Writing Conferences and Maths Conferences

numeracy leaders teachers Aug 17, 2022

Currently I am reading a book called Conferring with Young Mathematicians at Work by Cathy Fosnot. It is a great book and has reinforced the importance of us being really familiar with the developmental progressions students move through when they are learning mathematical content. The books covers the critical conversations we have with our students in our maths session. Cathy compares these conversations to the conferences we have with our students in writing.

Now, probably my second favourite area to teach when I was in the classroom was Writing. So, this comparison really peaked my interest. 

I loved teaching writing and found having conferences with students about their writing to be a really powerful instructional strategy. We would talk through their plot, the characters, the language they were using, the structure of their sentences, the flow of the piece. I found it really valuable to run these conferences and the students really responded to having this time to refine their craft of writing with a more experienced writer (me)!

However, in maths, I never saw my chats with students as ‘conferences’.

It was more, as Cathy calls it in the book, a ‘product-based’ discussion.

I would generally ask questions like: “What have you been doing?”, “What strategies are you using?” or “Can you explain your thinking?” 

I would generally congratulate them on their work, take some anecdotal notes and move onto the next group.

My discussions were mostly based around students describing their ‘product’.

If we were to draw a comparison with a writing conference- I now see that this is basically the equivalent to a student reading their piece to me, and me walking away.

Cathy highlights in the book the importance of us having ‘process based’ discussions in our maths conferences with our students.

So, beginning by finding out what they have done, but moving the discussion on to nudge them to some deeper thinking. Like in writing we might say, ‘I notice how all your sentences are similar in length. Authors often use shorter sentence for impact, could you try this in the final paragraph?’

But to know where to nudge a student in maths requires us as a teacher to be very familiar with developmental progressions.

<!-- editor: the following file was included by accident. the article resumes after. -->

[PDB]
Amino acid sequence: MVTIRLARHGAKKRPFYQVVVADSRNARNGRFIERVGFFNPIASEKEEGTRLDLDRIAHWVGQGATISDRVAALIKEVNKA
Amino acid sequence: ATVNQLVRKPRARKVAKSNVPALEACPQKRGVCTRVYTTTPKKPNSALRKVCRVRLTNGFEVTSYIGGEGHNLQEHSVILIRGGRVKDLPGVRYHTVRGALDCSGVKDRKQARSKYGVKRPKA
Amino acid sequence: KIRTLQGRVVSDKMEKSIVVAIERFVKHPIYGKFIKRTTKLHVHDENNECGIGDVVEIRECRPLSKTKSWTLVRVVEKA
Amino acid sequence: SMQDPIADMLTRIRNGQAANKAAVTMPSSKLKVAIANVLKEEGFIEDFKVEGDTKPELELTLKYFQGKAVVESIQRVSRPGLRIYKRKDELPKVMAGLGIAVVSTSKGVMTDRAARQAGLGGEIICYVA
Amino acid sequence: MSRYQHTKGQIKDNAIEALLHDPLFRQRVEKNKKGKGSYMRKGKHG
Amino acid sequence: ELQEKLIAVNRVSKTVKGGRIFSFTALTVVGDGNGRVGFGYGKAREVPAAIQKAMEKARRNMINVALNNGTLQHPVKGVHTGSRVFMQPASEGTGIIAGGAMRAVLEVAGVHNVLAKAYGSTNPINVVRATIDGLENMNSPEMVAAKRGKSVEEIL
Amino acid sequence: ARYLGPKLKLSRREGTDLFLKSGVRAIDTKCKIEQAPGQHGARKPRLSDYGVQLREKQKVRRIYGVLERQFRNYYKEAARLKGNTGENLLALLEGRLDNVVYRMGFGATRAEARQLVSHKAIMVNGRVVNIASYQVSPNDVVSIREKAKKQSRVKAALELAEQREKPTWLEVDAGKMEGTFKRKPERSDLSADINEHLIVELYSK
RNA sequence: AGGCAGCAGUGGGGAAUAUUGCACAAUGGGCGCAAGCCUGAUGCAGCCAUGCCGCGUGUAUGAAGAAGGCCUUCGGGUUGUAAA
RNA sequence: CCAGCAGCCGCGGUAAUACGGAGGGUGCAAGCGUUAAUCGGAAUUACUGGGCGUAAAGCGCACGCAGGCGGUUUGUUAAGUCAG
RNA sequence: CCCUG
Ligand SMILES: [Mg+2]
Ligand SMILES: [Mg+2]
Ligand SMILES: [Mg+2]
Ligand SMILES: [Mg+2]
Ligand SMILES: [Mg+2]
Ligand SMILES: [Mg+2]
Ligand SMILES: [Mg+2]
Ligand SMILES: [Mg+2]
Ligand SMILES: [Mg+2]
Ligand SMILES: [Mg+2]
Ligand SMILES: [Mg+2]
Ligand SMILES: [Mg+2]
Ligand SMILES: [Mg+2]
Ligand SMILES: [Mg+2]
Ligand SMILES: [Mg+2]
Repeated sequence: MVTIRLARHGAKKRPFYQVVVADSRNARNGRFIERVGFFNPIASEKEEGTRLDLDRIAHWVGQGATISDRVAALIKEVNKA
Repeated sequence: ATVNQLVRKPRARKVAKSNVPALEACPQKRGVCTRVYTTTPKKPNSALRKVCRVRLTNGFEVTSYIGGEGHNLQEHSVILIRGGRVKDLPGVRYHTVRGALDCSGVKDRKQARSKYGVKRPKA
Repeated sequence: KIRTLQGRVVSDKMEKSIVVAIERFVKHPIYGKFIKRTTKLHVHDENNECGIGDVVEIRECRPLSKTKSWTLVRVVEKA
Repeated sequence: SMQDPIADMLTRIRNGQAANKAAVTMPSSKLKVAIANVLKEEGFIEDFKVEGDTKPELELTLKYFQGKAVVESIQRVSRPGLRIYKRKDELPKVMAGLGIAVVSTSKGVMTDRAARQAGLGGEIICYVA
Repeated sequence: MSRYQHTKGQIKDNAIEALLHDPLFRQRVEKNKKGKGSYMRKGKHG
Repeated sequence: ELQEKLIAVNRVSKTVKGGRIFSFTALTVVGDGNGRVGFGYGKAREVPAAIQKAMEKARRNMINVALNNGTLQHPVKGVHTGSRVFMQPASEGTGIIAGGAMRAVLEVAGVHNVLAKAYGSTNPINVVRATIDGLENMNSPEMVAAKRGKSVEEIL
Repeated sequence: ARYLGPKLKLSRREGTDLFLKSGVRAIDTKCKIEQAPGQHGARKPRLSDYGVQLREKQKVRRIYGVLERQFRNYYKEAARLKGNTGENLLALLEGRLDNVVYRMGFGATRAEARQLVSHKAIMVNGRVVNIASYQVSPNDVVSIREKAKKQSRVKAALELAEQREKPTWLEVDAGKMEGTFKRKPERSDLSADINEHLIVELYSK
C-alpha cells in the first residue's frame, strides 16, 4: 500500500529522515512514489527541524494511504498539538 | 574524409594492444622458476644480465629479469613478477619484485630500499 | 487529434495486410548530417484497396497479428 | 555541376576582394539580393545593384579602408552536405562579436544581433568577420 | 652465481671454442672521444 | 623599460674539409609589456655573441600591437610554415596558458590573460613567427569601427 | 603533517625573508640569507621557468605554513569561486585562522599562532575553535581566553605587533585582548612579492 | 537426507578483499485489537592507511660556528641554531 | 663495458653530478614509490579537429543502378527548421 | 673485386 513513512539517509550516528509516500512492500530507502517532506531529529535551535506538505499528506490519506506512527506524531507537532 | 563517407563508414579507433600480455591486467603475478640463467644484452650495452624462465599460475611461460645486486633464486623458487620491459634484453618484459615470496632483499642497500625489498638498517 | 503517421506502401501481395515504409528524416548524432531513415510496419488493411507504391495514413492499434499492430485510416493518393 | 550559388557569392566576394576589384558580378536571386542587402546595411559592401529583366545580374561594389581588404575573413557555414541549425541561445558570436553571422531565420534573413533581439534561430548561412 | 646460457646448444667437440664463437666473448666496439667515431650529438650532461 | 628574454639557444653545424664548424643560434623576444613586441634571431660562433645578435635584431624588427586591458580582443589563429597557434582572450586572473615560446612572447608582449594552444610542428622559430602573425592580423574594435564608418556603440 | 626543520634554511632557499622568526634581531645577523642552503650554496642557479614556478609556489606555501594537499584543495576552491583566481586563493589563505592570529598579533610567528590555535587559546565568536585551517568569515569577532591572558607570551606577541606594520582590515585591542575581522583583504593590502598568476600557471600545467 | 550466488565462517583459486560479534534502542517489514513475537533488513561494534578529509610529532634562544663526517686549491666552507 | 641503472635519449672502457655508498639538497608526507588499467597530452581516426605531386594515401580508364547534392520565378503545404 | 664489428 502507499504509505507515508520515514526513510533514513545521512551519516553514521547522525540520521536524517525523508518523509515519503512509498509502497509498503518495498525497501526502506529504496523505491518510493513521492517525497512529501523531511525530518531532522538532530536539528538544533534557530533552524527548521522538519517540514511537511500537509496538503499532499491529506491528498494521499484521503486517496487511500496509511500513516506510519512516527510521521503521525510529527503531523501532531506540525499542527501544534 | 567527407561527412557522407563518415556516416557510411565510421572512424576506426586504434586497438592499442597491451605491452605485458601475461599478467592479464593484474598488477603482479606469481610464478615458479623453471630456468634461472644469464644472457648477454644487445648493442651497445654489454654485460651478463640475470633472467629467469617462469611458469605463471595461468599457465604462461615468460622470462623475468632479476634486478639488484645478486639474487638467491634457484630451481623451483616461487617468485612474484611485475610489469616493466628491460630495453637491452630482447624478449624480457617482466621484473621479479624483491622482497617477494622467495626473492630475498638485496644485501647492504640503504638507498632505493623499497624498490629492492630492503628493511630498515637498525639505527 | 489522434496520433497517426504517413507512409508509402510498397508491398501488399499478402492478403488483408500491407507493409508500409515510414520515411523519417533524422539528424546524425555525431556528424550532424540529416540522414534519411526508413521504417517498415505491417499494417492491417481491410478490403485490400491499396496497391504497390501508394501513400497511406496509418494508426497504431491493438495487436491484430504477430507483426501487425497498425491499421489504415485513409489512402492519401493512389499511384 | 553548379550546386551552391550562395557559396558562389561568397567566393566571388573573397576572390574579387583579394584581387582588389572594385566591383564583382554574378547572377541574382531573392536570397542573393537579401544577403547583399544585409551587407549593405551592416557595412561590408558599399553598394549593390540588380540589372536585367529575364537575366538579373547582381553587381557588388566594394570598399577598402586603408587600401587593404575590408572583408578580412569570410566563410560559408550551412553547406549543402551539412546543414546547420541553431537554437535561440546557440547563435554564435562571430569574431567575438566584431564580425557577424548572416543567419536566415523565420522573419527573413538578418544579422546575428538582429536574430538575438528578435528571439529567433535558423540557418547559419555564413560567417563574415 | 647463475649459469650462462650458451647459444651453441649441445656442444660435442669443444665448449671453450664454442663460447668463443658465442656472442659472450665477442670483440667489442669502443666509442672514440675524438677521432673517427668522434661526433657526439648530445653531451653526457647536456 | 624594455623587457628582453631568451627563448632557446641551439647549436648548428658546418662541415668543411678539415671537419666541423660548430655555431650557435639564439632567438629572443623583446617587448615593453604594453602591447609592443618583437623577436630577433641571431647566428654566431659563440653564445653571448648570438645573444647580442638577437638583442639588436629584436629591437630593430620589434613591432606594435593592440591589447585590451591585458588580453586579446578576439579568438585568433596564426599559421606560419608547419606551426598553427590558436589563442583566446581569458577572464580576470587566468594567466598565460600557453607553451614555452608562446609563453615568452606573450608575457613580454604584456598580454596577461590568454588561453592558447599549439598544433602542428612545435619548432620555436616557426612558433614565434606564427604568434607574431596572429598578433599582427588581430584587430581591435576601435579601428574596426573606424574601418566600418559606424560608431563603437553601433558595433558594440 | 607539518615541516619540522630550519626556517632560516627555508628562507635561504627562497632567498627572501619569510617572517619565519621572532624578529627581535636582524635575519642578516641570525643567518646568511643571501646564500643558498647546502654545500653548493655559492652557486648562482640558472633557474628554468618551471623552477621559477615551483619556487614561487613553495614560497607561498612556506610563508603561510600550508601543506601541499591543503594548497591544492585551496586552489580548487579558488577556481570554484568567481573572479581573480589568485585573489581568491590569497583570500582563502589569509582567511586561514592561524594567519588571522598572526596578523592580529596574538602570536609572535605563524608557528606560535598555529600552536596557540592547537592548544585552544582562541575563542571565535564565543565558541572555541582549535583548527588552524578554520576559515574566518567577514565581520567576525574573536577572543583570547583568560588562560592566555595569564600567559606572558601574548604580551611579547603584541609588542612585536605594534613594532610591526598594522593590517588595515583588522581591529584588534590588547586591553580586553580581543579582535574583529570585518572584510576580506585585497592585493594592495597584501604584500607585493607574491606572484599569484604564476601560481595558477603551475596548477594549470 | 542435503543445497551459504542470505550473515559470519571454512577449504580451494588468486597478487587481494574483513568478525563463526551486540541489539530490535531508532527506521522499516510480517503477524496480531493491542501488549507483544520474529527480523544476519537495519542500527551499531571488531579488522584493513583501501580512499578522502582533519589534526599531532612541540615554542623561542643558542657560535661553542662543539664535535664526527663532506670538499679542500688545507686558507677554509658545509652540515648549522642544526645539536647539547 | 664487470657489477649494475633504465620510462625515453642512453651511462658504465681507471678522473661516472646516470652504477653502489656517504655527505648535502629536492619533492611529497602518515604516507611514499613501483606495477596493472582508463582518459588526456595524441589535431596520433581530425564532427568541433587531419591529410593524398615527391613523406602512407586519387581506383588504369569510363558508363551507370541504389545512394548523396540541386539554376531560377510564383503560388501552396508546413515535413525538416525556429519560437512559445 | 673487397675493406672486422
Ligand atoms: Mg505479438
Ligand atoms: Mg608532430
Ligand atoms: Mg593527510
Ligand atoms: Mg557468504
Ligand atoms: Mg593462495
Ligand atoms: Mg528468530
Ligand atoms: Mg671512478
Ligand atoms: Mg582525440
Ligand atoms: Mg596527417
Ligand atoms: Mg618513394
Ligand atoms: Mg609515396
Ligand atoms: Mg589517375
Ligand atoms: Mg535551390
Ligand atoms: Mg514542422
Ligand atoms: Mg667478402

We have to know what is the next level of thinking we want the students to move towards. 

So, for example, if they're in Foundation (first year of school), and you've asked them to add two collections, and they are counting both groups separately, then counting the total, it is clear that ‘count on’ is the next strategy that you want to nudge them towards. In this video you will see an example of the actions of a typical 'count all' student.

In that moment we need to decide how we are going to nudge them towards that thinking? 

You might say something like: "that's a lot of great counting you are doing, but do we need to count the collections twice? how do you think we could use this paper plate to help us remember the amount in one of the collections?"

Another example might be a student is working out the number of chalk pieces in 5 of these packets:

They describe to you they are adding 12+12+12+12+12+12 to get the answer.

Again, it is in this moment that we as teachers need to use our knowledge of how students transition from additive thinking to multiplicative thinking to nudge them to think about “is there a more efficient way you could solve this?”, “is there another operation you could use?”

In these moments we, as the more experienced mathematician, are helping our students to see that there is a more efficient and elegant way they could approach the problem.  

Clearly, these conferences require us as teachers to have a deep level of pedagogical content knowledge. Having meaningful conferences with students in maths is not something we are born to do. It takes practice.

This week, I encourage you to have a go at trying to include a ‘nudge’ in your discussions with your students. Remember ‘nudging’ isn’t telling. Think of writing- we don’t tell them exactly where to include the shorter sentence, we nudge them to think and apply this tip themselves.

Think about the following:

  1. Where are they?
  2. What do they need to learn next?
  3. How can I nudge them towards this thinking?

If you are looking for a resource that provides support in identifying what the next developmental step in various contexts is- this is an AMAZING resource from Doug Clements and team https://www.learningtrajectories.org/


Want to learn more from Dr Ange Rogers? Click here to find out about her 'Quality Place Value Assessment in Years 3-6 Mini Course'

Ooh! Tell me more!

Enter your details below to receive weekly blog updates from Dr Ange!